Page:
It’s that time of the year when most of us would be getting ready to have a detailed tour of our Analytics and see how the business has performed this year. Google Analytics (GA) offers tons of metrics, so it’s easy to get lost in the maze of numbers and waste of time unless you know exactly which metrics to track. If you have an SEO company working for you, then you should check these factors with them.
Has Your Investment in SEO Really Paid Off?
Traffic cannot tell you whether your SEO efforts have been fruitful. In fact, spam traffic can throw your Analytics numbers widely off the mark, as this recent post on MOZ describes. The fact is no single metric is enough to give you the complete picture of your SEO performance. Here are the top 10 metrics to watch if you want a quick and accurate analysis.
1. Keyword Rankings
You can use tools like SERPFox / whatsmyserp, among others, to track your ranking performance for your most important keywords. This would tell you whether your choice of keywords is correct and how you are doing compared to your competitors.
2. Organic Search Traffic
Most of us do SEO because we want free organic traffic from search engines. Go to the Audience Overview dashboard in your GA and click on the “+ Segment” button on top. Select Organic Traffic from the list that appears, and click “Apply”. Using the “Acquisition” menu on the left, you can analyse traffic through the search engine.
3. Time On Page
You should analyze the time on page for each one of your pages, particularly the more important ones. Go to the “Behavior” tab on the left and click on “Overview”. GA will display a list of your top pages. Click “view full report” (bottom right of the page). You’ll see all your pages ordered with respect to the number of hits. The average time on page and bounce rate are displayed with each page.
4. Pages per Visitor
Your SEO ranking would depend upon the kind of user experience you offer, and the simplest way to check your site’s usability is to track the average number of pages each visitor has viewed. You can find this info under the Audience>Overview tab. This would also give you an idea about whether your internal linking is good or bad.
5. Bounce Rate
A high bounce rate can be the worst thing for your SEO ranking. If people searching for some particular key phrase click through to your website, but bounce back to the SERP and click on different results, this behaviour is called Pogosticking. It tells the search engine that the user did not find on your website what he went looking for. Obviously, this is a bad SEO signal. You can see the bounce rate for different pages in the page analysis report you generated to track time on page.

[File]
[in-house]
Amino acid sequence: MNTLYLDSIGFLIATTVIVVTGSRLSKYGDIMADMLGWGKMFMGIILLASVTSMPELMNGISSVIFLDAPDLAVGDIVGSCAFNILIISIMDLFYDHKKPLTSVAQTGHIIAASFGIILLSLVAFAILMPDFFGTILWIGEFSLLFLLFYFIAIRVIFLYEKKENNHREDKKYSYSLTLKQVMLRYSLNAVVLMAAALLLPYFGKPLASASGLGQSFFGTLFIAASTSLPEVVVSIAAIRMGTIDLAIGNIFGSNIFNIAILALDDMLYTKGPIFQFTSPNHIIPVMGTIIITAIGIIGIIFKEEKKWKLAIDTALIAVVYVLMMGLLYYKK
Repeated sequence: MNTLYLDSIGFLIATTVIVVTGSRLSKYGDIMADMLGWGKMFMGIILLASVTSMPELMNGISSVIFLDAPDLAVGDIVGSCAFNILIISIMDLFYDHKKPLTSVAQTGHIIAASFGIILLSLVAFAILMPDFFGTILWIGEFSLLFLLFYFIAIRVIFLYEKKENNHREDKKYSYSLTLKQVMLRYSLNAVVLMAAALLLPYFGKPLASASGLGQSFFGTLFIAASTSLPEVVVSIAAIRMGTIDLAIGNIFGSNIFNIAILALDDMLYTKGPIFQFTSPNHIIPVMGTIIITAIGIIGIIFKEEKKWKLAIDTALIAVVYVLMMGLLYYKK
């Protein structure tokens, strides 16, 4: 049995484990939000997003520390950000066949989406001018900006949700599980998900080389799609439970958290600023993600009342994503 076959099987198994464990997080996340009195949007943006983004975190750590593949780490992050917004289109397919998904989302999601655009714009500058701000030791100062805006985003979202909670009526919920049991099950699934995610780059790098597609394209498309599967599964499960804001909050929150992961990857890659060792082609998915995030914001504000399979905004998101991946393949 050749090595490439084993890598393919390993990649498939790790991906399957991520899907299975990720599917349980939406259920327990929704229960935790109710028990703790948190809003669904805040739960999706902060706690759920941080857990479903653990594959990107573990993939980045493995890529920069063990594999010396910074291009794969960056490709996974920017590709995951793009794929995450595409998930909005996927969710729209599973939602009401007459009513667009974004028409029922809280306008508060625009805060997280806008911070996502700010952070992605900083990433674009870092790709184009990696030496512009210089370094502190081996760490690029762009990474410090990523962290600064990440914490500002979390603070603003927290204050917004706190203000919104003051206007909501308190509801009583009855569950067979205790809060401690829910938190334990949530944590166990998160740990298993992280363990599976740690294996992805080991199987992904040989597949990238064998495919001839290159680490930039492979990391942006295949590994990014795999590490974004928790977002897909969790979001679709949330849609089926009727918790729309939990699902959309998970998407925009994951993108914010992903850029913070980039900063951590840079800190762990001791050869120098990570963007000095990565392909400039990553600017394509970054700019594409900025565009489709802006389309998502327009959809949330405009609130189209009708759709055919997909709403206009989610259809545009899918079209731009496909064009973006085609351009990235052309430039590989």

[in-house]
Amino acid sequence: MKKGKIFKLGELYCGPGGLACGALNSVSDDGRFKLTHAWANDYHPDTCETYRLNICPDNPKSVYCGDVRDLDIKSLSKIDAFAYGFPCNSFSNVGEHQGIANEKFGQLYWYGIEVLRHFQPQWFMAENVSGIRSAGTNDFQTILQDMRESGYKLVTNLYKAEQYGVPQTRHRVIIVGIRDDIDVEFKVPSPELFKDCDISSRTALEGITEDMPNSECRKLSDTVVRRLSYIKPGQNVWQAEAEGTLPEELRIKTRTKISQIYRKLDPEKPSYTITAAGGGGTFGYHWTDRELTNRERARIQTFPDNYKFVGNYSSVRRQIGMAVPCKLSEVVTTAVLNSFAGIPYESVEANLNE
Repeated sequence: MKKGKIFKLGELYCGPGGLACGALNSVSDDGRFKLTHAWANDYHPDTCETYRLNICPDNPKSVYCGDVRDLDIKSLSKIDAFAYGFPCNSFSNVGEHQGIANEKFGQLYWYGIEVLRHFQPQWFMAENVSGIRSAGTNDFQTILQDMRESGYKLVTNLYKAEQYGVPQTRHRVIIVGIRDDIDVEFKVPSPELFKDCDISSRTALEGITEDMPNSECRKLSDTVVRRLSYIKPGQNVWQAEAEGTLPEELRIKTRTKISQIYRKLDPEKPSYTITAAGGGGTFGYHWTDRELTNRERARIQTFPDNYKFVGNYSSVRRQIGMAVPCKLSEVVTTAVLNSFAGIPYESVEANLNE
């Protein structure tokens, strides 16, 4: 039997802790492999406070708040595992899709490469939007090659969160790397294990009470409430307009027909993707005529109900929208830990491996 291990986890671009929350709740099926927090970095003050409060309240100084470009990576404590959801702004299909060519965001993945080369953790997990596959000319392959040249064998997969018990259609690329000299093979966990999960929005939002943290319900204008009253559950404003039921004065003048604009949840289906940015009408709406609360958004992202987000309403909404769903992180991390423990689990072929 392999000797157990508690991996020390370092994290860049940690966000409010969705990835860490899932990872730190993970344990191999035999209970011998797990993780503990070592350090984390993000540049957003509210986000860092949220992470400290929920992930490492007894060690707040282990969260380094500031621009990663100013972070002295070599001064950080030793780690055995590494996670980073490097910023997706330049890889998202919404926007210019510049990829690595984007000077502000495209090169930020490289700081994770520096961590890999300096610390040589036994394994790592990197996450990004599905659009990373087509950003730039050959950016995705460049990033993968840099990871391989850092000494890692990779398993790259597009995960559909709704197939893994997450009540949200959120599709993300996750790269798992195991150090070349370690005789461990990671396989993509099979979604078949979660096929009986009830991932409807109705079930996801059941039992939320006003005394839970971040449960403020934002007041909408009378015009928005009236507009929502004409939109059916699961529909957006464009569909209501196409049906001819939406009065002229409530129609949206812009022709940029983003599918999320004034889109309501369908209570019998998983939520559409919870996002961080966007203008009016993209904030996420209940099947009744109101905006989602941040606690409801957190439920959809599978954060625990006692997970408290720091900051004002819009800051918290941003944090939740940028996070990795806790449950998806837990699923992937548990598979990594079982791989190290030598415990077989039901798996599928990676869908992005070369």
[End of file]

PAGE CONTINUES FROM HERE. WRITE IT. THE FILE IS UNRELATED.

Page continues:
As I mentioned in the start, spam referral traffic can cause errors in your traffic metrics. Conversions are a much better metric to track instead of traffic. Google Analytics allows you to slice and dice the conversion data in a number of ways. Conversions are more closely related to your business goals. Your SEO efforts are also aimed at getting the relevant traffic to your site, and not just any traffic. This makes conversions a must-track metric for measuring your SEO performance.
7. Page Load Time
Even a slightly longer-than-average page load speed can send your bounce rate through the roof. You can use tools such as Pingdom (and so many others) to measure the loading speed for your website and pages. In case you find that the loading times are higher, you should do something about it.
8. Returning Users
Having visitors that don’t return is like having holes in a bucket that you’re using to collect water. Returning visitors make sure that your overall traffic keeps multiplying. Having no repeat visitors means you have issues with your content. You can find the number of returning visitors in the bottom right corner of your main Audience Overview screen.
9. Incoming Links
High quality incoming links from reputable domains are an important SEO signal. A big part of your SEO effort should be focused on cultivating back-links on relevant and reputable websites. You can track your incoming links using tools such as Ahref or Majestic SEO.
10. Indexed Pages
Do you know how many of your site’s pages Google has actually indexed? Click on “Index Status” under the “Google Index” tab and click on “Advanced” tab. Here, you can check how many of your pages are indexed. You can also see the errors that are causing some of your pages to be de-indexed. Make sure that the number of your indexed pages is not dropping.